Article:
“Take-down” guns are not a new thing as witnessed in this 100-year-old gun. That lone screw at the rear of the receiver? Yup, depress that screw’s lock button and spin ‘er out and pop! Off come the buttstock and trigger assembly, fire control and all! Ok, that is kinda cool, but how about the fact that you can fully load the magazine and chamber a round and then pop the gun into 2 pieces? Couple that with the ability to shorten the barrel to flush with the end of the magazine tube without impairing reliability and you have me picturing this gun being used in a crime novel. I know that my buddy Clay Martin could weave this into another really cool book!
Now, if the only two weird features were the funny front sight, and charging the gun by grabbing and “cycling” the barrel, the gun would be ok. But the biggest JMB patent item that Winchester engineers could not get around led to the demise of the 1911 SL after a few short years of production.
Browning’s patent on the Long Recoil Action “Friction-Brake” and Winchester’s awkward substitute for that vital element had the 1911 SL on life support from the get go! Take a look at the photos and you will see the heart of the Auto 5 and the band-aid on the 1911 SL. Present on the Auto 5 is a little bronze ring with its beveled edges and a barrel hangar and washer with corresponding internal bevels. As all that mass of the barrel breech block moves rearward under recoil those “bevels” constrict the friction brake around the magazine tube. The friction brake dragging on the magazine tube slows the works down a bit and that greatly reduces the impact of a couple of pounds of reciprocating weight banging into the receiver! It was that simple and elegant design that kept the Auto 5 humming along while the 1911 SL beat itself and its owners into submission.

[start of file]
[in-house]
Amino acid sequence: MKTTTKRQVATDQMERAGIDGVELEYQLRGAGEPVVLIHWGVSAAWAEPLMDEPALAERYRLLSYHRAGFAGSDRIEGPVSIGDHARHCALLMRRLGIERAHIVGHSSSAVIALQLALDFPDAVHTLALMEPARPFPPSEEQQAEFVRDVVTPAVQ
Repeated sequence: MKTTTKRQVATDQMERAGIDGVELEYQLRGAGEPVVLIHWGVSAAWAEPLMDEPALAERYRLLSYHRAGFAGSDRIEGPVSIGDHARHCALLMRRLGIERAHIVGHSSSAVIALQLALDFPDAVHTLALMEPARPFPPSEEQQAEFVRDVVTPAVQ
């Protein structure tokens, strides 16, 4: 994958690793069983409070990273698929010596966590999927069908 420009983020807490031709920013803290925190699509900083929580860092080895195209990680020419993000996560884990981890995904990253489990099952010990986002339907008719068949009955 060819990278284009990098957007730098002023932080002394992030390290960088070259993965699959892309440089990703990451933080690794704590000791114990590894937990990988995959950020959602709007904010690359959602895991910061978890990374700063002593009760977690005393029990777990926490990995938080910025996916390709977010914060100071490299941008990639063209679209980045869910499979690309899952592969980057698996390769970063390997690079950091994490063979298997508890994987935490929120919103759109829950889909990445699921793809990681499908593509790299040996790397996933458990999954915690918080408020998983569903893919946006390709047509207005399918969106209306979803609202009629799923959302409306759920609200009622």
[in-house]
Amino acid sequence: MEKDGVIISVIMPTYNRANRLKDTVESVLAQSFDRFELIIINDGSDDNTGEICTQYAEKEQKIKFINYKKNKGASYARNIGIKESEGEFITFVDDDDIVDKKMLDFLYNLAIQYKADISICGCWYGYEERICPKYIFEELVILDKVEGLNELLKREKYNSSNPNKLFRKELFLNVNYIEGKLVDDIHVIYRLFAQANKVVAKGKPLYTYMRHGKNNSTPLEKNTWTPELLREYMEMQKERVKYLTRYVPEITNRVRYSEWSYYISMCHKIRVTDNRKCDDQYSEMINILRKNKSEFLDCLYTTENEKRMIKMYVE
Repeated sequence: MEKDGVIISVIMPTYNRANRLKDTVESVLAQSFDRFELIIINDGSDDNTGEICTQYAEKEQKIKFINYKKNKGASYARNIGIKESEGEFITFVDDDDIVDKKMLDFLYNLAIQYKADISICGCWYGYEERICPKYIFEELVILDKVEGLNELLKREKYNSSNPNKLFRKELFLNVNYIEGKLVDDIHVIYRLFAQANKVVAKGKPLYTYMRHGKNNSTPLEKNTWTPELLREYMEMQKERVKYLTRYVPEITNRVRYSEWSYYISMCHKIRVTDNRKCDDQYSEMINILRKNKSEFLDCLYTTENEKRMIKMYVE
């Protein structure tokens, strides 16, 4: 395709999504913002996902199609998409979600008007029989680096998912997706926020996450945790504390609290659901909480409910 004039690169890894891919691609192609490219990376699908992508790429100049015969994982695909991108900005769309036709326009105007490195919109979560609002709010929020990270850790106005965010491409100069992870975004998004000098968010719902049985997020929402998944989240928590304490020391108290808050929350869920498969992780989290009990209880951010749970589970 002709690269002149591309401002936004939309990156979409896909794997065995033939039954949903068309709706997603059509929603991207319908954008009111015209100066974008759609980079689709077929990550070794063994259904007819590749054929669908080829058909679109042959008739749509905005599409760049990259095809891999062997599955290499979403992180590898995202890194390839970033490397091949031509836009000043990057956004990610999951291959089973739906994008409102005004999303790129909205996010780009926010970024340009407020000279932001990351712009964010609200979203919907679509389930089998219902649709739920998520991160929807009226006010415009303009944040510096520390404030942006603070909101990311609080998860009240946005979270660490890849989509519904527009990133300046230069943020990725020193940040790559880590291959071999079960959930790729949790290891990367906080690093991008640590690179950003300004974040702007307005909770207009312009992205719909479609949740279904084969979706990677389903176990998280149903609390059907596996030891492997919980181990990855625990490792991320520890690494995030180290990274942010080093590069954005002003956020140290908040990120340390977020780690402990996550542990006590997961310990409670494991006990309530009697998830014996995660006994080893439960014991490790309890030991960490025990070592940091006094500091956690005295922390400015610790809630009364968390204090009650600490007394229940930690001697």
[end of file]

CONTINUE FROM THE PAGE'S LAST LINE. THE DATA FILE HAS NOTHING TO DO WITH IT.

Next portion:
Winchester tried to mitigate the pounding of “man and machine” by employing a pair of fiber buffers between the incoming barrel “battering ram” and the face of the receiver. I imagine it was better than nothing, but not enough to save the gun. In fact, one of the cool “features” of the 1911 SL needed to combat the beastly recoil was the first commercial use of a wood laminate in the buttstock! Why? Because the conventional stocks would splinter and crack! Necessity is the mother of invention. Another notable unhealthy design element on the 1911 SL was the action spring “running free” inside the wood buttstock rather than captured in a steel tube as on the Auto 5. I can tell you the resulting wood shavings don’t work so well as a lubricant.
So after 14 of years and fewer than 83,000 Winchester 1911SLs produced (including some beautiful Trap Models), the buying public had had enough. While the Browning Auto5 and JMB’s brilliant Long Recoil Action soldier on for better than 6 decades, Winchester’s efforts to engineer around genius was dropped into the dustbin of history.
I can’t help but wonder about the outcome if T.G. and JMB had worked things out. If JMB got his deal? If Winchester had built the Auto 5? Certainly, both men would have been all the richer, but Browning would never have seen his name engraved on the side of his Best Achievement. As a collector of many JMB designs (including several Auto 5’s) I am pleased that Browning’s name is emblazoned where it belongs.